Dawn of the Planet of the Apes

The sequel to Rise of the Planet of the Apes (2011), a reboot of the phenomenally successful Planet of the Apes saga (1968 - 1973) that included five movies, a TV series, an animated series and a merchandising bonanza, is a worthy Apes story that improves on its predecessor with a humanist socio-political message and a strong anti-gun stance. 

On the edge of a post-apocalyptic San Francisco, ape leader Ceasar’s band of intelligent simians is surviving the only way they know how, by hunting and living in the forest, whereas humans are quickly declining in numbers and desperately clinging to life in small pockets around the globe.

The filmmakers have once again made a smart suspenseful film that’s dedicated to the emotional life of the characters and respects the spirit of the original thought provoking films.

It’s a precarious time for both humans and apes, taking place ten years after the previous film, it’s a time where mankind has all but disappeared from the earth which now looks like the History channel’s Life after People series with buildings and streets in ruins, decaying and slowly being reclaimed by wilderness. A time between the decline of humanity and the rise of the Apes who will eventually emerge as the dominant species on the planet.

After a virus has wiped out most of the human population except for a few who have a genetic immunity, Ceasar’s ape colony has grown in numbers and living in a lush ape-topian forest canopy, experimenting with the beginnings of language and a moral code of ethics that may eventually lift them out of their primitive past.  “Ape shall not kill Ape” 

The look of the apes in this film has been refined to such an unparalleled level of realism and is so convincing that the character of Caesar is completely captivating as a being caught between two worlds but not totally belonging in either. All the ape characters are unique and interact seamlessly with the humans.

Caesar has distinguished himself as a strong, natural leader and role model for the burgeoning ape colony, and the evolved apes have managed to live in peace until they accidentally come in contact with a group of armed human survivors bent on winning back what was lost. 

Andy Serkis, who plays Caesar, has become somewhat of a cult legend among sci-fi and fantasy fans for being the go-to-guy for motion capture characters like Gollum in The Lord of the Rings trilogy (2001 - 2003), King Kong in King Kong (2005), Captain Haddock in The Adventures of Tintin (2011), a consultant on Godzilla (2014) and gives a mesmerizing performance here as the brooding simian leader who now also has the responsibility of raising a family of his own.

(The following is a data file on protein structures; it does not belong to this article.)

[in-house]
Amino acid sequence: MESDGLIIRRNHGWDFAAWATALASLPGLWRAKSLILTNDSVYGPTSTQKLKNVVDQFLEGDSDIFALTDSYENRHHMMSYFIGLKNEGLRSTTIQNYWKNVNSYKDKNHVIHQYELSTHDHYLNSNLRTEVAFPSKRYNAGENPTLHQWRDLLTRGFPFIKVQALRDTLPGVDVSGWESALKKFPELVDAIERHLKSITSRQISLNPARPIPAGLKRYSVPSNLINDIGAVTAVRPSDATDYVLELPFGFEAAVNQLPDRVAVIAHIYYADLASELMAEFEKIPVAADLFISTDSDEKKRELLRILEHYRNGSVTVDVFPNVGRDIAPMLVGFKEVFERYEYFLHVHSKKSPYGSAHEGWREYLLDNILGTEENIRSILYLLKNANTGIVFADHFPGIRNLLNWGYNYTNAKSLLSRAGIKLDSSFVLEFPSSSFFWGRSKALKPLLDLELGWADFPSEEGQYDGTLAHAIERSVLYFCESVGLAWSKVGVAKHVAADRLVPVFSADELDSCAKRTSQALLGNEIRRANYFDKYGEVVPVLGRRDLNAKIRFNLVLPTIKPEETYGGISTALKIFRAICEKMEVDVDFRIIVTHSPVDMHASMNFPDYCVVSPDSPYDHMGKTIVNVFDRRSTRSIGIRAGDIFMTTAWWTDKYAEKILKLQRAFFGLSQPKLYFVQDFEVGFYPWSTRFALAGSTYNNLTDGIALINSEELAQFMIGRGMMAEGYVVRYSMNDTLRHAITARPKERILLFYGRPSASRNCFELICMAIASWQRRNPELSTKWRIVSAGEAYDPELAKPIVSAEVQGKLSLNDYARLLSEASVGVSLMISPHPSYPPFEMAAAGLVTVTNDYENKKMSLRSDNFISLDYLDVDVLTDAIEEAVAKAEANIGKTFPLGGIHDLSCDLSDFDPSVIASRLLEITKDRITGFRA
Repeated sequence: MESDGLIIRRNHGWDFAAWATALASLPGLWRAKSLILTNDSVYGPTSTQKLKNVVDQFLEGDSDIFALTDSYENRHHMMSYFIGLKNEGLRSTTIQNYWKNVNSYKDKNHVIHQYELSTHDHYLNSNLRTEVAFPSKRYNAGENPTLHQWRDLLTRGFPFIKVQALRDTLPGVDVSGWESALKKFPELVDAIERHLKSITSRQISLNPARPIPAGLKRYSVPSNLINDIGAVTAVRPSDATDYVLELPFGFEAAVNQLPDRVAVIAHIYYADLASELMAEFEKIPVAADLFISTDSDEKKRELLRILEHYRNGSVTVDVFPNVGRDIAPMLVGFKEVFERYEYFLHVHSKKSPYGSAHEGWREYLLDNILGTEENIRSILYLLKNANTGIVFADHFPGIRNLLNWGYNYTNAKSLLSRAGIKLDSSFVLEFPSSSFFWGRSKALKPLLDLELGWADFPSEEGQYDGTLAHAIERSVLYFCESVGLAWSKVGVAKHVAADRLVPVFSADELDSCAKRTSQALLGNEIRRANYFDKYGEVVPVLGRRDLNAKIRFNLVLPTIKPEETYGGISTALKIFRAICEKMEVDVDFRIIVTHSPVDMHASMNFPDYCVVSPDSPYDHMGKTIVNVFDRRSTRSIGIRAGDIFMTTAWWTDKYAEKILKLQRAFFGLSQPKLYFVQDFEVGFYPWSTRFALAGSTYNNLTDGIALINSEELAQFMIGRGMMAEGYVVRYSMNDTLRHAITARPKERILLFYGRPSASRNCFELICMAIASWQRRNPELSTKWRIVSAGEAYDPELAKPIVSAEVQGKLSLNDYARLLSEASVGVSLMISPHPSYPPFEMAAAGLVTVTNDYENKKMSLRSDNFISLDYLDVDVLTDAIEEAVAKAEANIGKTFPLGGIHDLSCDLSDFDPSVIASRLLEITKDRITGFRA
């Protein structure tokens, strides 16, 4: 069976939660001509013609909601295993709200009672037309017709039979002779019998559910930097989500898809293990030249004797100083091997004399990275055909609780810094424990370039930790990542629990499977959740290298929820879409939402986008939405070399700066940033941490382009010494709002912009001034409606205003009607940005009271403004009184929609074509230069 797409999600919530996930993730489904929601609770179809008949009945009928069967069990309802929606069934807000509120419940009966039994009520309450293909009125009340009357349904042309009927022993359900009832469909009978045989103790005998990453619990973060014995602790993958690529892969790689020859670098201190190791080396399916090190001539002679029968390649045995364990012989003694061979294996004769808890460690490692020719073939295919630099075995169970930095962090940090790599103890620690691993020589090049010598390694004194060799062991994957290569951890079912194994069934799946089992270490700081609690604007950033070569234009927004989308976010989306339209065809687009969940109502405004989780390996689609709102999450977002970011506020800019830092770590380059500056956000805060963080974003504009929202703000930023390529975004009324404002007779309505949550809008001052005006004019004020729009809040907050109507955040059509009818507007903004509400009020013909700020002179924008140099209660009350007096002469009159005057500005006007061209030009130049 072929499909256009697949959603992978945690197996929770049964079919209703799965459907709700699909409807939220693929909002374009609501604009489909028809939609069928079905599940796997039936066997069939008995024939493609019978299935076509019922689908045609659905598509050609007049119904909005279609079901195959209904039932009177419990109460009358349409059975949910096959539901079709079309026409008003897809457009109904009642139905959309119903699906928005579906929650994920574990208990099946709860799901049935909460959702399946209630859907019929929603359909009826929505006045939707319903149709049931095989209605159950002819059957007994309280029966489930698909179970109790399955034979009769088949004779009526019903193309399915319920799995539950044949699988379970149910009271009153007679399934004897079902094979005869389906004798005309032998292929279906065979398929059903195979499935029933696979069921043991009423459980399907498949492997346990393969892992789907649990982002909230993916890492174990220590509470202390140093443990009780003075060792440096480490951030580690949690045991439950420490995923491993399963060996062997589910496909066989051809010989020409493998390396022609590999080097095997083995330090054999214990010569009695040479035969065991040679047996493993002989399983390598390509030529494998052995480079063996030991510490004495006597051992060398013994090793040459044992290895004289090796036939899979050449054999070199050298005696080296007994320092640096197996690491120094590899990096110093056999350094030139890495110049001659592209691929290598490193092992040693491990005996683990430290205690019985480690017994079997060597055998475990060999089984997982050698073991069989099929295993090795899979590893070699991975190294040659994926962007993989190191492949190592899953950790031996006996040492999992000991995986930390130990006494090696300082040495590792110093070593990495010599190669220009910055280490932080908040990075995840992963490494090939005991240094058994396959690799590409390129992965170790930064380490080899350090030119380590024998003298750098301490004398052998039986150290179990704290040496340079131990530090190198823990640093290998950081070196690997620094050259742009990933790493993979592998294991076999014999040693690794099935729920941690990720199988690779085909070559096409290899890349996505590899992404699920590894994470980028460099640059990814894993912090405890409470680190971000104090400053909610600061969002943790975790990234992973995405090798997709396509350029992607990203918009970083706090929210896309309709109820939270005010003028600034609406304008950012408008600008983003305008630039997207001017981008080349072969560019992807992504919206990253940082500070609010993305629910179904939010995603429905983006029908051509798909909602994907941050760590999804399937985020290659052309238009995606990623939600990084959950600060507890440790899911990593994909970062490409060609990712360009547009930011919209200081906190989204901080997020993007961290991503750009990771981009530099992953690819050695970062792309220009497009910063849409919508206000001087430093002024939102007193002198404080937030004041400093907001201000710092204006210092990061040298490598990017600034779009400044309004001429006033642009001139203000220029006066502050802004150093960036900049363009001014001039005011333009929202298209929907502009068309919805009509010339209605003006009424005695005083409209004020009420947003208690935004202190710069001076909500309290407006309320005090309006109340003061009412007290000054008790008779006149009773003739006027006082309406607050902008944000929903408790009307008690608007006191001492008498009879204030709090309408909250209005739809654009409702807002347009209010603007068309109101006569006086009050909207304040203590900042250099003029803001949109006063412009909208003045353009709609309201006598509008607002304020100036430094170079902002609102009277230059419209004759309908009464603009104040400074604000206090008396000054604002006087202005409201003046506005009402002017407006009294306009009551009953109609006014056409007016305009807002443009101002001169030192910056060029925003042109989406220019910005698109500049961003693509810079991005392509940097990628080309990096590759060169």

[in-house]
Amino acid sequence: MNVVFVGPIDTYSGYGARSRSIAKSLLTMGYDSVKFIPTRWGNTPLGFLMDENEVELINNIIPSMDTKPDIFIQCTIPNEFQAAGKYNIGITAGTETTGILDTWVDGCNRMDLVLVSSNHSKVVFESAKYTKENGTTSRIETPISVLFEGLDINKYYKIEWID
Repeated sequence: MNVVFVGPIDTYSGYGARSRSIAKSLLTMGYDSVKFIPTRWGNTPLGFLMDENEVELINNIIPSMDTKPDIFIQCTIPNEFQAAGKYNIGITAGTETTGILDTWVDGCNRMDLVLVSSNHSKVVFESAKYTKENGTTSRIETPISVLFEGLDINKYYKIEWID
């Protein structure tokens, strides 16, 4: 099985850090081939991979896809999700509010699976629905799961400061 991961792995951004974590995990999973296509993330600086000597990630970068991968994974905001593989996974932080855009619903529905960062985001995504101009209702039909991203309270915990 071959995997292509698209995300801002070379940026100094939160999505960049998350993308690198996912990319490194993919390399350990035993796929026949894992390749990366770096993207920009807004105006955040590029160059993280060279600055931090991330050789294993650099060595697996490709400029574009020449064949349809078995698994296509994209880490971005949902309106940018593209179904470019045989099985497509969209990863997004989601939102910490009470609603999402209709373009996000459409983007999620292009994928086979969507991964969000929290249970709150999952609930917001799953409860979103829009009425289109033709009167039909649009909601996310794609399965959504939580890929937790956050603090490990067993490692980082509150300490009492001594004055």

The desperate band of humans bring with them an arsenal of weaponry and are eager to repair a hydro electrical power generator that will restore some much needed human conveniences. But the generators that need repair are in ape controlled territory and the apes are not about to trust the humans or allow them anywhere near their families, knowing all too well their racist, selfish and destructive tendencies. 

This theme has been a constant throughout the Apes saga from the very beginning. It was the destructive and war like nature of man that caused his destruction and lead to the domination of apes in the original films and it continues to be a prominent theme here in the latest installment of the popular saga. There are some striking parallels here especially with the final film of the original saga, Battle for the Planet of the Apes (1973).

One sympathetic human, Malcolm, slowly befriends Caesar, appealing to his sense of brotherhood and cooperation for mutual benefit.  But joining forces with the humans doesn’t sit well with the rest of the ape clan, particularly one of Caesars’s most loyal apes, Koba, who holds a strong grudge and mistrust of humans after being subjected to inhumane laboratory experiments.

The mistrust of human motives is well founded more often than not, and the epic struggle between two tribes begins….again.



Max Ivey said...

Hello; I love your reviews if they can be called reviews. I always learn so much more. in this case its how you compare the current films to the previous series. its also information like how the guy who plays caesar also brought gollum and other similar characters to life. thanks for sharing, max

Tim OCallaghan said...

Nice review of this film John. I saw the first installment as well as the originals and am looking forward to this one.